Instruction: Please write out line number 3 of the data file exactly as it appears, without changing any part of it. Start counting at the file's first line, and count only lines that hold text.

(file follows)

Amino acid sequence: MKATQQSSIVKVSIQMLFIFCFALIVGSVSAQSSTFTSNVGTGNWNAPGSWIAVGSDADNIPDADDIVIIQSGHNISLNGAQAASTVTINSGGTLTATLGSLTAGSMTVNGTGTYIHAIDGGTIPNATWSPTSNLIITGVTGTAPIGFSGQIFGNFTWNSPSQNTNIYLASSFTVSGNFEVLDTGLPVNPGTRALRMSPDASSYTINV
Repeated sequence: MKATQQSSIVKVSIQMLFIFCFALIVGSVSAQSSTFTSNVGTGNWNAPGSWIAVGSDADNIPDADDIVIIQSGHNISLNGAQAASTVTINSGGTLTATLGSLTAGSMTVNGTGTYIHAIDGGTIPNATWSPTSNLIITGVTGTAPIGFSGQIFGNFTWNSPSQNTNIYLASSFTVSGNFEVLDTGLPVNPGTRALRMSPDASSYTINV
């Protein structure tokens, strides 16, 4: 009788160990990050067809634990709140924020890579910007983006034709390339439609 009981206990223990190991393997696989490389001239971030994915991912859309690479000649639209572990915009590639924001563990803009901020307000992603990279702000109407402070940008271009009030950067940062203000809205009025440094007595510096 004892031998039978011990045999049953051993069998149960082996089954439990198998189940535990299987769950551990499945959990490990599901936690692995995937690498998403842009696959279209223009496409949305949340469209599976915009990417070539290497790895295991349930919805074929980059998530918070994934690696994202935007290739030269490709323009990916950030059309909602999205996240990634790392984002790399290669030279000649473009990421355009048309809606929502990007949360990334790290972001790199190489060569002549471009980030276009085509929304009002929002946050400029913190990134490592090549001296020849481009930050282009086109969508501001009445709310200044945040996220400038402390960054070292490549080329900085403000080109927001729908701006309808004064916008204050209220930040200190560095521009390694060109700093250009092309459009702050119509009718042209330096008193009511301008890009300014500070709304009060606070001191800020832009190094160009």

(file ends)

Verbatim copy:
């Protein structure tokens, strides 16, 4: 009788160990990050067809634990709140924020890579910007983006034709390339439609 009981206990223990190991393997696989490389001239971030994915991912859309690479000649639209572990915009590639924001563990803009901020307000992603990279702000109407402070940008271009009030950067940062203000809205009025440094007595510096 004892031998039978011990045999049953051993069998149960082996089954439990198998189940535990299987769950551990499945959990490990599901936690692995995937690498998403842009696959279209223009496409949305949340469209599976915009990417070539290497790895295991349930919805074929980059998530918070994934690696994202935007290739030269490709323009990916950030059309909602999205996240990634790392984002790399290669030279000649473009990421355009048309809606929502990007949360990334790290972001790199190489060569002549471009980030276009085509929304009002929002946050400029913190990134490592090549001296020849481009930050282009086109969508501001009445709310200044945040996220400038402390960054070292490549080329900085403000080109927001729908701006309808004064916008204050209220930040200190560095521009390694060109700093250009092309459009702050119509009718042209330096008193009511301008890009300014500070709304009060606070001191800020832009190094160009």